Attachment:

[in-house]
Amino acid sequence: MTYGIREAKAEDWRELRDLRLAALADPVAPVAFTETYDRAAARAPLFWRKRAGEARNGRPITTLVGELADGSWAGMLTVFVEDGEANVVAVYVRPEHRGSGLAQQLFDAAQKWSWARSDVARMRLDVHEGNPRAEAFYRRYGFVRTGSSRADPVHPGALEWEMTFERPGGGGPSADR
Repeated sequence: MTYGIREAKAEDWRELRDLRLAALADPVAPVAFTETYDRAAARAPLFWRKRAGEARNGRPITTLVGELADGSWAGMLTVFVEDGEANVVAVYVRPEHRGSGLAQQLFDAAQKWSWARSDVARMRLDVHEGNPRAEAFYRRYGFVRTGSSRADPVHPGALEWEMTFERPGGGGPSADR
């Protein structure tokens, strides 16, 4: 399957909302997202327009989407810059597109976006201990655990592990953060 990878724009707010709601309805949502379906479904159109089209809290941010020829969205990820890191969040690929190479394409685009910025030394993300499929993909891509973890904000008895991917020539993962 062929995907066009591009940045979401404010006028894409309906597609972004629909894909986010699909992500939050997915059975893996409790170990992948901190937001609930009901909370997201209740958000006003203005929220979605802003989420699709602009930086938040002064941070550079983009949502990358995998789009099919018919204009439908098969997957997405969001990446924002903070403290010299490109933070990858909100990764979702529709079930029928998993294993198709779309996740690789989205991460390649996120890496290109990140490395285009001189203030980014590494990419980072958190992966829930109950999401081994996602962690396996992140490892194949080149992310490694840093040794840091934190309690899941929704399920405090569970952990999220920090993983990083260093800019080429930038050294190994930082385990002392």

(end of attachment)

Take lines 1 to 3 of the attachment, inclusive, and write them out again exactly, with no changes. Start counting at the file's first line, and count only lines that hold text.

[in-house]
Amino acid sequence: MTYGIREAKAEDWRELRDLRLAALADPVAPVAFTETYDRAAARAPLFWRKRAGEARNGRPITTLVGELADGSWAGMLTVFVEDGEANVVAVYVRPEHRGSGLAQQLFDAAQKWSWARSDVARMRLDVHEGNPRAEAFYRRYGFVRTGSSRADPVHPGALEWEMTFERPGGGGPSADR
Repeated sequence: MTYGIREAKAEDWRELRDLRLAALADPVAPVAFTETYDRAAARAPLFWRKRAGEARNGRPITTLVGELADGSWAGMLTVFVEDGEANVVAVYVRPEHRGSGLAQQLFDAAQKWSWARSDVARMRLDVHEGNPRAEAFYRRYGFVRTGSSRADPVHPGALEWEMTFERPGGGGPSADR